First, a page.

"We'd been living here for generations before we were driven out by Tamil Tigers," explains Wijet Dasa, an air conditioner repairer who has been living here since 2009. But out of 189 families who arrived in 2009, 130 had to leave. "There's nowhere to send our kids because all the schools teach in Tamil language and it's hard to find a job when we are Sinhalese," Dasa says. When he fled southward, he was perceived as a Tamil and suffered multiple kinds of discrimination.

Back in Jaffna, his Sinhalese identity prevents him from easily finding work, more evidence that peace and reconcilation in Sri Lanka remain elusive.

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Green

Ecological Angst In India, A Mining Dumpsite As Neighbor

Local villagers in western India have been forced to live with a mining waste site on the edge of town. What happens when you wake up one day and the giant mound of industrial waste has imploded?

The mining dumpsite is situated just outside of the Badi village in the coastal state of Gujarat

Sukanya Shantha

BADI — Last week, when the men and women from the Bharwad community in this small village in western India stepped out for their daily work to herd livestock, they were greeted with a strange sight.

The 20-meter-high small hill that had formed at the open-cast mining dumpsite had suddenly sunk. Unsure of the reason behind the sudden caving-in, they immediately informed other villagers. In no time, word had traveled far, even drawing the attention of environment specialists and activists from outside town.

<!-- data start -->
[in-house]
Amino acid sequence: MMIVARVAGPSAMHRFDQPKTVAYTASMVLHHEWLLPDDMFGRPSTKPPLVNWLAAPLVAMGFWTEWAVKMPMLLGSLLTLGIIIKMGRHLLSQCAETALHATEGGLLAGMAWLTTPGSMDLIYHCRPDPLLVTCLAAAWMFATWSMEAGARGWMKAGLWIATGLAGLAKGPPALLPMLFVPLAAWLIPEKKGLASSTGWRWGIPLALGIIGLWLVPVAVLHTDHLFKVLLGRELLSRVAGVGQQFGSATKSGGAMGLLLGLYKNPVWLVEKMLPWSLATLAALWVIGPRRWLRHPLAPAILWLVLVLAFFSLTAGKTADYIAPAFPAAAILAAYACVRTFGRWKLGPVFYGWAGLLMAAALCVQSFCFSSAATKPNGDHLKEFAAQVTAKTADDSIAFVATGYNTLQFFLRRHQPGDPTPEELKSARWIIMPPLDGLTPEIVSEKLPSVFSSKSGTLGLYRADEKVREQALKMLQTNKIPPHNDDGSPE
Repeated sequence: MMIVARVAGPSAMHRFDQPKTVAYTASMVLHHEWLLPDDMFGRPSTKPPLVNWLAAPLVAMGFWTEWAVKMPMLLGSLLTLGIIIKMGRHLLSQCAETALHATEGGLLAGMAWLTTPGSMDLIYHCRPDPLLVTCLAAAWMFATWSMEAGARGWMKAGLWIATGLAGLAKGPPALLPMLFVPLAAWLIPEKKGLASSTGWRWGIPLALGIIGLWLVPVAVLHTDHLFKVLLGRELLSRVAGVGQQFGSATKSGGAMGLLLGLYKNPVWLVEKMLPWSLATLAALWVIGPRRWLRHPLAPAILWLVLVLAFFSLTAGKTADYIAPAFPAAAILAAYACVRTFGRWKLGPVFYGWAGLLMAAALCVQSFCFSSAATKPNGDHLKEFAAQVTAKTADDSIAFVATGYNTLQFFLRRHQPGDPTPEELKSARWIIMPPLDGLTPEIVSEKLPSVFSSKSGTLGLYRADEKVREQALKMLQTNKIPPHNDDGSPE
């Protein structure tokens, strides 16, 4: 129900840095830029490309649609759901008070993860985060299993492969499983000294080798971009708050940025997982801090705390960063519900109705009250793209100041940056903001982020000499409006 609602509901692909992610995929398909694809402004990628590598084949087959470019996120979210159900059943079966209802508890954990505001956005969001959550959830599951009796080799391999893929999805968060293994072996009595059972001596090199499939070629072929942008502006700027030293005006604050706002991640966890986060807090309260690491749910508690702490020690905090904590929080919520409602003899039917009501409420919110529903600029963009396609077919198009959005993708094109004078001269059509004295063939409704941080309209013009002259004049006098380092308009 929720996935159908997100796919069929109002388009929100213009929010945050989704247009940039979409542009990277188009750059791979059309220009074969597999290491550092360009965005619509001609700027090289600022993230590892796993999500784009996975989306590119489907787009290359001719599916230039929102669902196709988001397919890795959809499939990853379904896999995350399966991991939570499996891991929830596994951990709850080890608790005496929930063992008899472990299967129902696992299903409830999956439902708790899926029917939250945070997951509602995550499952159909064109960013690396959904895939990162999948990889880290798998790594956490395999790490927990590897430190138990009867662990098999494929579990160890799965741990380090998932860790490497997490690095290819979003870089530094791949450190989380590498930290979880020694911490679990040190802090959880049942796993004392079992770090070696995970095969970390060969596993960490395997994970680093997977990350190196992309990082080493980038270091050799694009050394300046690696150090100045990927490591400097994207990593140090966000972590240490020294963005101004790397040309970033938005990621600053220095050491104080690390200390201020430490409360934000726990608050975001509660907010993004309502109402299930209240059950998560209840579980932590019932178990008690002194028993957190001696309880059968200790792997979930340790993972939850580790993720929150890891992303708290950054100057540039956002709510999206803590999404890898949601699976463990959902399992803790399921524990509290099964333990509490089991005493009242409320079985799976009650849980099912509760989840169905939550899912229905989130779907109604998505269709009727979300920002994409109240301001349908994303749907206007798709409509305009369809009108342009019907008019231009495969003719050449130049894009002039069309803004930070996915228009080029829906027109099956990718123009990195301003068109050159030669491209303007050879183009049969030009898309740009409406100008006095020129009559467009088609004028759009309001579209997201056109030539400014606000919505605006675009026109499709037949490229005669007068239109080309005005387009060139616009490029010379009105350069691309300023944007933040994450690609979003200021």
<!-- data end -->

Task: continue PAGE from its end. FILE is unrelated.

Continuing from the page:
This mining dumpsite situated less than 500 meters outside of the Badi village in the coastal state of Gujarat has been a matter of serious concern ever since the Gujarat Power Corporation Limited began lignite mining work here in early 2017. The power plant is run by the Power Gujarat State Electricity Corporation Limited, which was previously known as the Bhavnagar Energy Company Ltd.

Vasudev Gohil, a 43-year-old resident of Badi village says that though the dumping site is technically situated outside the village, locals must pass the area on a daily basis.


"We are constantly on tenterhooks and looking for danger signs," he says. Indeed, their state of alert is how the sudden change in the shape of the dumpsite was noticed in the first place.

Can you trust environmental officials?

For someone visiting the place for the first time, the changes may not stand out. "But we have lived all our lives here, we know every little detail of this village. And when a 150-meter-long stretch cave-in by over 25-30 feet, the change can't be overlooked," Gohil adds.

This is not the first time that the dumpsite has worried local residents. Last November, a large part of the flattened part of the dumpsite had developed deep cracks and several flat areas had suddenly got elevated. While the officials had attributed this significant elevation to the high pressure of water in the upper strata of soil in the region, environment experts had pointed to seismic activities. The change is evident even today, nearly a year since it happened.

It could have sunk because of the rain.

After the recent incident, when the villagers raised an alarm and sent a written complaint to the regional Gujarat Pollution Control Board, an official visit to the site was arranged, along with the district administration and the mining department.

The regional pollution board officer Bhavnagar, A.G. Oza, insists the changes "aren't worrisome" and attributes it to the weather.

"The area received heavy rain this time. It is possible that the soil could have sunk in because of the rain," he tells The Wire. The Board, he says, along with the mining department, is now trying to assess if the caving-in had any impact on the ground surface.

"We visited the site as soon as a complaint was made. Samples have already been sent to the laboratory and we will have a clear idea only once the reports are made available," Oza adds.

Women from the Surkha village have to travel several kilometers to find potable water

Sukanya Shantha/The Wire

A questionable claim

That the dumpsite had sunk in was noticeable for at least three days between October 1 and 3, but Rohit Prajapati of an environmental watchdog group Paryavaran Suraksha Samiti, noted that it was not the first time.